His critics at home hold other views: For the Greek Communist Party, he is a puppet of NATO; for nationalists, he is a traitor. But the mantra one keeps hearing about Tsipras from foreign officials and his own party is far more praiseworthy—although that praise hasn’t burnished his reputation with ordinary Greeks at home. Where successive governments collapsed under the weight of the cuts and reforms they had to push through, Tsipras’s Syriza managed to hold together and complete what is essentially the first full term for a Greek government in more than a decade. But it came at a huge price for his popularity, which lags that of his rival Kyriakos Mitsotakis, and has also demobilized the left that once brought him to power.
“The handling of the situation by the Greek government on a strategic level was positive because they realized there was a window of opportunity to close this issue once and for all,” said Thanos Dokos, the director-general of the Hellenic Foundation for European and Foreign Policy. Succeeding at international politics, however, has required deft domestic maneuvering. Much of Tsipras’s present success is due to his calculated ruthlessness in dealing with other parties.
The opposition mistakenly hoped that the Macedonia deal would prove to be Tsipras’s undoing—instead, the opposition itself became divided. While Syriza’s coalition partner did leave the government, as it had been threatening for months, the party’s own members of Parliament stayed loyal to Tsipras. The opposition Panhellenic Socialist Movement, which hoped that its adoption of nationalist tones would help it steal some of Syriza’s support, instead split over the issue, with some of its own MPs also siding with the government. The same happened with the centrist Potami, whose MPs deflected to both the left and the right.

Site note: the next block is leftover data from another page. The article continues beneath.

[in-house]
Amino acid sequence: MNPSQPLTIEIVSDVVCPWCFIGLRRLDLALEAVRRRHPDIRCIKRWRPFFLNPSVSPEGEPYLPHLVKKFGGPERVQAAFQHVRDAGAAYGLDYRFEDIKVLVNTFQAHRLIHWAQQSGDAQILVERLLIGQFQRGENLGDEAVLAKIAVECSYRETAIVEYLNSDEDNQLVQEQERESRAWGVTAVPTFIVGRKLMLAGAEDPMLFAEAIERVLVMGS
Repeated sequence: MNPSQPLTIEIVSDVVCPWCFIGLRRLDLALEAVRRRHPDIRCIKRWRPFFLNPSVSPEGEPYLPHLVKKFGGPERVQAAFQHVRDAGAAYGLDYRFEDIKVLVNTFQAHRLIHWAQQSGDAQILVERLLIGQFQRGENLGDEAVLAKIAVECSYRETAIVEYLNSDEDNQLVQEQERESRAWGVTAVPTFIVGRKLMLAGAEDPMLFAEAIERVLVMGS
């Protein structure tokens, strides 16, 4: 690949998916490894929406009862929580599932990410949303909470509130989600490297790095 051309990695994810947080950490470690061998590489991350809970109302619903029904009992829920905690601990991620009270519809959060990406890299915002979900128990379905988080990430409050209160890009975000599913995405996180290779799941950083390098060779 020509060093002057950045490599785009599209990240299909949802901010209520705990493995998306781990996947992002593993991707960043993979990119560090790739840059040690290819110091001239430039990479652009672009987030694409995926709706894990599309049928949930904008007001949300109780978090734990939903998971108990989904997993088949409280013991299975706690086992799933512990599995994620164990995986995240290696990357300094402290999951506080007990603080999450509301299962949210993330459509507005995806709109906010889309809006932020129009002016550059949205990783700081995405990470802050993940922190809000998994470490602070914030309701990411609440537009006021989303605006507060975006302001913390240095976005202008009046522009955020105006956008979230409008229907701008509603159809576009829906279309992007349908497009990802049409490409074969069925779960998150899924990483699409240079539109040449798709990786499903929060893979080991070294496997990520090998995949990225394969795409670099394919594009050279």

These recent moves have decimated small parties, allowing both Syriza and its main opposition, the center-right New Democracy, to absorb supporters and especially for Syriza to make inroads to the center that were simply not thought possible a few years ago. And now the polls suggest that the divide between Syriza and New Democracy—which has been leading in national polls for many months—is narrowing.
All this leaves Greece in very perilous waters. Both Tsipras and Mitsotakis have invested heavily in polarizing narratives: Tsipras’s stoked anti-elite populism to get elected in 2015, and Mitsotakis has been loudly fanning nationalism over the Macedonia issue. It’s uncertain if they’ll be able to remain true to those reputations. Tsipras’s reputation, after all, has migrated far from the radical left image he built for himself before 2015; convincing the Greek left to support him once more might prove difficult, if not impossible. And Mitsotakis may face skepticism from moderate centrists who believe that his nationalist stance on Macedonia has brought him in line with the interests of Russia and Turkey in the region.
What’s clear, however, is that Greece has moved past the Balkanization of its party politics during the worst of the financial crisis. It again has a relatively clear-cut two-party system, as it always had after the military government collapsed in 1974. Tsipras has managed to transform Syriza into a new solid center-left party for Greece.
But the effects of austerity are still with ordinary Greeks. Unemployment, while dropping, is still around 18 percent. Low wages and precarity are the norm. The country’s trajectory over the next decade will depend on whether Tsipras can convince Greeks he can change these dire facts after EU-imposed austerity ends. Can he pull it off? Perhaps—but his successful diplomacy with Macedonia, which has enamored audiences abroad and impressed some Greeks at home, may not ultimately help in that effort.